Gomez shoulders blame for costly miscue

Gomez shoulders blame for costly miscue

BOSTON -- Say what you will about Carlos Gomez's struggles this season, but he's not one to make excuses. And Gomez fell squarely on the sword following the Astros' 10-9 loss to the Red Sox on Sunday at Fenway Park, telling reporters he cost his team the game.

In addition to going 0-for-3 and striking out to end the game to drop his batting average to .182, the Astros outfielder misplayed a pair of fly balls, both of which led to runs. He lost a ball in the sun in the second inning that dropped for a Josh Rutledge double, and he called off right fielder George Springer on a ball hit into the gap in the seventh and then didn't catch it, leading to the tying and go-ahead runs.

"On the second one, I called it and I didn't catch it," Gomez said. "That's it. It's my fault. We lost the game because of me today."

When asked if he saw Springer out of the corner of his eye, Gomez made no excuses.

"I called it, I'm supposed to catch it," he said. "I called it and I didn't catch it."

Gomez, acquired last July along with pitcher Mike Fiers from the Brewers in exchange for four players, has struggled in Houston. He hit .242 with four homers and 13 RBIs in 41 regular-season games after joining the Astros, and this year, he's 22-for-121 with no homers, five RBIs and 46 strikeouts. His OPS is .486.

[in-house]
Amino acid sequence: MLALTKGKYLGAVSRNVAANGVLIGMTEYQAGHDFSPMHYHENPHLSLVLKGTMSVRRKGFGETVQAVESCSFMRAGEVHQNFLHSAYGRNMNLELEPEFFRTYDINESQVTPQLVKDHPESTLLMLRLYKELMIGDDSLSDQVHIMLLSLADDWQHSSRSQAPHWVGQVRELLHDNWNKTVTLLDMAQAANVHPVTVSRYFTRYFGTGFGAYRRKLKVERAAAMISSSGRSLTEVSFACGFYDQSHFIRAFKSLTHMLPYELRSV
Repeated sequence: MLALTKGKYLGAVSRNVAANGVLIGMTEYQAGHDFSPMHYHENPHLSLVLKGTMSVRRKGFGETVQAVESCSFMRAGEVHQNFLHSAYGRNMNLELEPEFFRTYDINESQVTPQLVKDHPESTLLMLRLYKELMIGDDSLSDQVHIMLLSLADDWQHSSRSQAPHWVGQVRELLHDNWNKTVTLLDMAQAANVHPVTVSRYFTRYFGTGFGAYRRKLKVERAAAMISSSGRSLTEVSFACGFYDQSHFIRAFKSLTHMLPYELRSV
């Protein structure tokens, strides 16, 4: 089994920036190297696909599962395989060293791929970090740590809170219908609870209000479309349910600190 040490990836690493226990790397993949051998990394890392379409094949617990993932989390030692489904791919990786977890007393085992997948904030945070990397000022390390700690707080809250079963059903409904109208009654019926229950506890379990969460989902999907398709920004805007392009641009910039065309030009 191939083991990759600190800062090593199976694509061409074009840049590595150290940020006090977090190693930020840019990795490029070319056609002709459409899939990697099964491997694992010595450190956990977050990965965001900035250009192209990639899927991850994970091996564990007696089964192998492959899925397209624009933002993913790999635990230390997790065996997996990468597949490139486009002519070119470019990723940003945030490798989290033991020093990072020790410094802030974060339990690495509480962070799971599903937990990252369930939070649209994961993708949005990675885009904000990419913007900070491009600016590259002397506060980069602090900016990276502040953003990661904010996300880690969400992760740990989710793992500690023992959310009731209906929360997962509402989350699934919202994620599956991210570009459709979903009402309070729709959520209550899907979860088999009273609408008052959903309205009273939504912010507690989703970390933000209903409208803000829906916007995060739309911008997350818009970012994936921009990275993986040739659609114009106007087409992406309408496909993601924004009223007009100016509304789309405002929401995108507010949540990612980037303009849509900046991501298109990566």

"What can I do? I don't have anything to say," he said. "I've been playing brutal. In everything -- defensively, offensively. I'm not playing good. Just take it like a man and continue to work. That's the only thing I can do. … It has to turn around. If not, [forget] it. I can't do anything."

Astros reliever Scott Feldman appeared to get Hanigan to fly out to end the seventh and preserve a one-run lead, but Rutledge scored the tying run when the ball fell. Mookie Betts followed with a go-ahead triple to make it 10-9.

"We had another win within a few outs, but you've got to play 27 outs," manager A.J. Hinch said. "You've got to finish games. We know that and I was very proud of our guys for battling back the way the game went. It's not an easy ballpark to play in; it's not an easy pitching staff to go through. We put up two runs less than what we needed. It's a continual story for some things coming up that make us lose by a little, so it's extremely frustrating. I don't know what to tell you."

Feldman said the Astros keep shooting themselves in the foot.

"We've got a lot of talent in this room," he said. "I feel like there have been too many times where we head from the stadium saying, 'Man, we should have won that game.' Today's just an example of that. I think that we've got a winning team in here and we just need to actually go do it now. It's just been a tough stretch. I think that everybody's going to stay positive and upbeat, but it gets to the point where talking about it gets old and we actually have to go out there and start winning some series."

Brian McTaggart has covered the Astros since 2004, and for MLB.com since 2009. Follow @brianmctaggart on Twitter and listen to his podcast. This story was not subject to the approval of Major League Baseball or its clubs.